OAKLAND (CBS SF) — City workers and Oakland City Council members voted Friday on a new two-year contract that includes a 3 percent raise along with the expiration of furloughs that cost workers about 9 percent of their annual salaries in recent years, according to union and city officials.

The two sides reached an agreement in mid-July after employees went out on a one-day strike July 1.

READ MORE: East Bay Rep. Jerry McNerney Latest Not To Seek Re-Election To Congress In 2022

The contract includes a 3 percent raise over two years. Meanwhile, city employees will see 9 percent of their salary restored since temporary employee givebacks agreed upon two years ago are set to expire, according to Sean Maher, a spokesman for Mayor Jean Quan.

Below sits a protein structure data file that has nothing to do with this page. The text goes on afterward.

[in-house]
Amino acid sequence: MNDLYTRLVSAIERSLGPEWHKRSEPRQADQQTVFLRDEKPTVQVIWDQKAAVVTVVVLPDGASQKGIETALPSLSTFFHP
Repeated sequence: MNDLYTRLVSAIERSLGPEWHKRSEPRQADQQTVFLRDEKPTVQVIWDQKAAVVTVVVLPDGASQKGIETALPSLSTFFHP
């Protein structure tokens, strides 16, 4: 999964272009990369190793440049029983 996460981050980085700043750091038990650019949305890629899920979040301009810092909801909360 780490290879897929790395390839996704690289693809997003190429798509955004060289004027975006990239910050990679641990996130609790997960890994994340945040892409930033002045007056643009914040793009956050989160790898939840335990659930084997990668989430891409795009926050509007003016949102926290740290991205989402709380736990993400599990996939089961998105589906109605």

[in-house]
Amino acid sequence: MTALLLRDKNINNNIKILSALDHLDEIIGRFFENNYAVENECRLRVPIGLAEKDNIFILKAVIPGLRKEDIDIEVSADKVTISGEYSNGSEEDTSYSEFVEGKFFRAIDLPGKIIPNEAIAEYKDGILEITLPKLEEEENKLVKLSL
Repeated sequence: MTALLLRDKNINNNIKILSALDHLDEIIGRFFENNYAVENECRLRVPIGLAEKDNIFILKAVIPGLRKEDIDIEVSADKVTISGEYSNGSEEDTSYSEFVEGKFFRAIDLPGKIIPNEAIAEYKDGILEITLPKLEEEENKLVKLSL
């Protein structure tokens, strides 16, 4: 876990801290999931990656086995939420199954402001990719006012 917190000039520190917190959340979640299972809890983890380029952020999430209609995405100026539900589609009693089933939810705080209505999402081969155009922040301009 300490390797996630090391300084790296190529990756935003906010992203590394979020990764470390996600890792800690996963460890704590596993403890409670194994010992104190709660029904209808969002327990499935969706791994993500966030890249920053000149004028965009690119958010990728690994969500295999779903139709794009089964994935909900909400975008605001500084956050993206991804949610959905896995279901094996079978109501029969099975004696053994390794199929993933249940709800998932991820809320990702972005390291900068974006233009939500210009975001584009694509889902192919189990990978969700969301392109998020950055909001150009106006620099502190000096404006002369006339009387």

READ MORE: Caltrans Predicts Highway 37 To Be Permanently Flooded by Mid-Century; Seeks Solutions For Vital Corridor

Notably, the contract does not include healthcare and pension concessions initially proposed by the city that union officials say would have cut as much as $1,200 each month from each worker.

SEIU Local 1021, which also represents BART workers, represents more than 1,000 full time and 1,500 part-time workers for the city of Oakland.

MORE NEWS: California Prosecutors File Felony Charges Against Tesla Autopilot Driver

(Copyright 2013 by CBS San Francisco and Bay City News Service. All rights reserved. This material may not be published, broadcast, rewritten or redistributed.)